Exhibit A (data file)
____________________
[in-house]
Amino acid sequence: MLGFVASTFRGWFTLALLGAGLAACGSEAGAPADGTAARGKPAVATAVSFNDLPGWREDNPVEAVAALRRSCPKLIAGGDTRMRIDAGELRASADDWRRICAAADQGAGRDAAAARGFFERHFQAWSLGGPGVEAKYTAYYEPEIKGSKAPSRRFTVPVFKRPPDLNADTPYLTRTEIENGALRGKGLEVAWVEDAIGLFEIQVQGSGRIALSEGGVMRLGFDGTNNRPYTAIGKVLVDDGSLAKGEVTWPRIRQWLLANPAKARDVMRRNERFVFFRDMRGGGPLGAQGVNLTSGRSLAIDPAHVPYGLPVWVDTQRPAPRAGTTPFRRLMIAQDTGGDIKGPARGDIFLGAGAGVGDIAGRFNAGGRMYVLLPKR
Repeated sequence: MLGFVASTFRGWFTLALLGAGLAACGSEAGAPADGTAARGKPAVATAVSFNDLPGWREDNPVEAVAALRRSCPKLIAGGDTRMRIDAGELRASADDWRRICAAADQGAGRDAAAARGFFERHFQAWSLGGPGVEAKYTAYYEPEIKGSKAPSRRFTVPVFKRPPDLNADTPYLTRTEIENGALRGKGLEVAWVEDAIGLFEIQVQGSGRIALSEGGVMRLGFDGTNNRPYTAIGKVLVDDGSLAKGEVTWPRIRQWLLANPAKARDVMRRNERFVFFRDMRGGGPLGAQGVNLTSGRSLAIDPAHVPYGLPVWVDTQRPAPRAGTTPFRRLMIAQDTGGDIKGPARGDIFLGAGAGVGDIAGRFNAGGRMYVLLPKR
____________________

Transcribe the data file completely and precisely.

[in-house]
Amino acid sequence: MLGFVASTFRGWFTLALLGAGLAACGSEAGAPADGTAARGKPAVATAVSFNDLPGWREDNPVEAVAALRRSCPKLIAGGDTRMRIDAGELRASADDWRRICAAADQGAGRDAAAARGFFERHFQAWSLGGPGVEAKYTAYYEPEIKGSKAPSRRFTVPVFKRPPDLNADTPYLTRTEIENGALRGKGLEVAWVEDAIGLFEIQVQGSGRIALSEGGVMRLGFDGTNNRPYTAIGKVLVDDGSLAKGEVTWPRIRQWLLANPAKARDVMRRNERFVFFRDMRGGGPLGAQGVNLTSGRSLAIDPAHVPYGLPVWVDTQRPAPRAGTTPFRRLMIAQDTGGDIKGPARGDIFLGAGAGVGDIAGRFNAGGRMYVLLPKR
Repeated sequence: MLGFVASTFRGWFTLALLGAGLAACGSEAGAPADGTAARGKPAVATAVSFNDLPGWREDNPVEAVAALRRSCPKLIAGGDTRMRIDAGELRASADDWRRICAAADQGAGRDAAAARGFFERHFQAWSLGGPGVEAKYTAYYEPEIKGSKAPSRRFTVPVFKRPPDLNADTPYLTRTEIENGALRGKGLEVAWVEDAIGLFEIQVQGSGRIALSEGGVMRLGFDGTNNRPYTAIGKVLVDDGSLAKGEVTWPRIRQWLLANPAKARDVMRRNERFVFFRDMRGGGPLGAQGVNLTSGRSLAIDPAHVPYGLPVWVDTQRPAPRAGTTPFRRLMIAQDTGGDIKGPARGDIFLGAGAGVGDIAGRFNAGGRMYVLLPKR